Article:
As states consider the compatibility of utility-scale solar projects on farmland, Michigan Gov. Gretchen Whitmer’s administration is revisiting a state policy that the industry says has acted as a barrier.
Michigan’s Farmland and Open Space Preservation Program provides tax incentives to landowners who keep land under contract for agricultural practices for decades. In 2017, under former Gov. Rick Snyder, the state issued a policy saying commercial solar development is not compatible with the program, and landowners would have to end their farmland preservation contracts if they entered into commercial solar leases.
Farmers can exit the preservation program under a variety of conditions. However, doing so in most cases means paying back the previous seven years of tax credits plus 6% interest. This has been a barrier for farmers interested in commercial solar leases.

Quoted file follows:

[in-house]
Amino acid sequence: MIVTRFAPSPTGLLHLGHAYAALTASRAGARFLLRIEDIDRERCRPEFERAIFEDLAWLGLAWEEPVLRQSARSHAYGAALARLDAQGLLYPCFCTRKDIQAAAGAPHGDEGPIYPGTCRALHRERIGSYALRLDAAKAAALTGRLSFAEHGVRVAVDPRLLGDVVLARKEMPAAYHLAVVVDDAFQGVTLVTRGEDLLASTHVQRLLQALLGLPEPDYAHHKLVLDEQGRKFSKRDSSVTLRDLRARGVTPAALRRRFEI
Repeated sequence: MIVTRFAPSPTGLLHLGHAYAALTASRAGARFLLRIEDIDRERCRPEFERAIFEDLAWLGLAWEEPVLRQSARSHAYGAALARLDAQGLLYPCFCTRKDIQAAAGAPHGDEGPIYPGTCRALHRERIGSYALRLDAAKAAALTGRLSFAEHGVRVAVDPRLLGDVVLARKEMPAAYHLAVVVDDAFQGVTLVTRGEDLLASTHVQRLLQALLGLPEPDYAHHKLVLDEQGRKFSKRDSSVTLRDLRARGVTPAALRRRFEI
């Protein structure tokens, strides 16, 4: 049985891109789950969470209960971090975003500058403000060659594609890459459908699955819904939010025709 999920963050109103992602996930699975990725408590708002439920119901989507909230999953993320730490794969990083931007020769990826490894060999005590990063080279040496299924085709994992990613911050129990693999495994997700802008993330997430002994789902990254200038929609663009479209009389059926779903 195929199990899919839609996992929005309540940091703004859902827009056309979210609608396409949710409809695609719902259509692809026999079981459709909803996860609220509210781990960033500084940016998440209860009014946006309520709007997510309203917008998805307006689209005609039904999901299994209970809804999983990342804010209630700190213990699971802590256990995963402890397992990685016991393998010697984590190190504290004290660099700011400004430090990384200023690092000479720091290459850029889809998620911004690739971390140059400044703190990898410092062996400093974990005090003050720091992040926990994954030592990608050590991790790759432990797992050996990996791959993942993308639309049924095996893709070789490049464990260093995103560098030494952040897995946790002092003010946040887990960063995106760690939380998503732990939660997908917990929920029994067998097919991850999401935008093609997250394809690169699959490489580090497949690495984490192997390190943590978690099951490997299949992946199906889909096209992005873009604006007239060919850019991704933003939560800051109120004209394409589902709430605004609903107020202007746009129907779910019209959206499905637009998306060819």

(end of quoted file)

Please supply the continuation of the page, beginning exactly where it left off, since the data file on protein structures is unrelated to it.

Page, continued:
Under Whitmer, the Michigan Department of Agriculture and Rural Development is reviewing the policy, looking at both short- and long-term solutions for farmers interested in solar leases. The process could result in legislation requiring solar projects on preservation land to include agriculturally compatible features, such as raised panels allowing for grazing or shade-tolerant crops. The agriculture department administers the preservation program.
The department has assembled a nine-member task force that includes agricultural and clean energy groups to examine the issue.
Read more at Bridge Michigan